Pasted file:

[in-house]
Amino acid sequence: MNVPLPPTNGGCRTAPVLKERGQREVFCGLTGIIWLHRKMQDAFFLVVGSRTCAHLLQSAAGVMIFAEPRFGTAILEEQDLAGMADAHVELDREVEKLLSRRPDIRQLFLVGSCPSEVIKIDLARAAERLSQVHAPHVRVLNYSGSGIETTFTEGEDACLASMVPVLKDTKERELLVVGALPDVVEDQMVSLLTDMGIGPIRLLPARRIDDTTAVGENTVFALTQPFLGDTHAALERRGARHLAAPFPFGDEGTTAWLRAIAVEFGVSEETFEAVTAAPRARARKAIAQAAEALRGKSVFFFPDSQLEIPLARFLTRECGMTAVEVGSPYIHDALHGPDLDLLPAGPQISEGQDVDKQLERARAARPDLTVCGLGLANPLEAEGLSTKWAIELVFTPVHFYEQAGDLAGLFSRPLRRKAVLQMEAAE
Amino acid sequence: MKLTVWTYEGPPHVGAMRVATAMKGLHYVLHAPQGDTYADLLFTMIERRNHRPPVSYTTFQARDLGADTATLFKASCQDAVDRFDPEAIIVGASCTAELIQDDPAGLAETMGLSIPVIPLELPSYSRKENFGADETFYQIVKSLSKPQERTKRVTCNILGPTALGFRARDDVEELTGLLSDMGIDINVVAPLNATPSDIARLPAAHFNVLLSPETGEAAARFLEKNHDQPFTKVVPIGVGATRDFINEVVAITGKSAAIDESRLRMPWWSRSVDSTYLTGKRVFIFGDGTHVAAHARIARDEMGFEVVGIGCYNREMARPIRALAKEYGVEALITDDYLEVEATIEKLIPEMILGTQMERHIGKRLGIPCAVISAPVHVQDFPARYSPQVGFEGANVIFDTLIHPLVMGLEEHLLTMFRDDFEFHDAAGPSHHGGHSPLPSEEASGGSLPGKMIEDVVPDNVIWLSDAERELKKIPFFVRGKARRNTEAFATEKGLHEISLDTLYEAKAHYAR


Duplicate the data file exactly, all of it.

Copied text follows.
[in-house]
Amino acid sequence: MNVPLPPTNGGCRTAPVLKERGQREVFCGLTGIIWLHRKMQDAFFLVVGSRTCAHLLQSAAGVMIFAEPRFGTAILEEQDLAGMADAHVELDREVEKLLSRRPDIRQLFLVGSCPSEVIKIDLARAAERLSQVHAPHVRVLNYSGSGIETTFTEGEDACLASMVPVLKDTKERELLVVGALPDVVEDQMVSLLTDMGIGPIRLLPARRIDDTTAVGENTVFALTQPFLGDTHAALERRGARHLAAPFPFGDEGTTAWLRAIAVEFGVSEETFEAVTAAPRARARKAIAQAAEALRGKSVFFFPDSQLEIPLARFLTRECGMTAVEVGSPYIHDALHGPDLDLLPAGPQISEGQDVDKQLERARAARPDLTVCGLGLANPLEAEGLSTKWAIELVFTPVHFYEQAGDLAGLFSRPLRRKAVLQMEAAE
Amino acid sequence: MKLTVWTYEGPPHVGAMRVATAMKGLHYVLHAPQGDTYADLLFTMIERRNHRPPVSYTTFQARDLGADTATLFKASCQDAVDRFDPEAIIVGASCTAELIQDDPAGLAETMGLSIPVIPLELPSYSRKENFGADETFYQIVKSLSKPQERTKRVTCNILGPTALGFRARDDVEELTGLLSDMGIDINVVAPLNATPSDIARLPAAHFNVLLSPETGEAAARFLEKNHDQPFTKVVPIGVGATRDFINEVVAITGKSAAIDESRLRMPWWSRSVDSTYLTGKRVFIFGDGTHVAAHARIARDEMGFEVVGIGCYNREMARPIRALAKEYGVEALITDDYLEVEATIEKLIPEMILGTQMERHIGKRLGIPCAVISAPVHVQDFPARYSPQVGFEGANVIFDTLIHPLVMGLEEHLLTMFRDDFEFHDAAGPSHHGGHSPLPSEEASGGSLPGKMIEDVVPDNVIWLSDAERELKKIPFFVRGKARRNTEAFATEKGLHEISLDTLYEAKAHYAR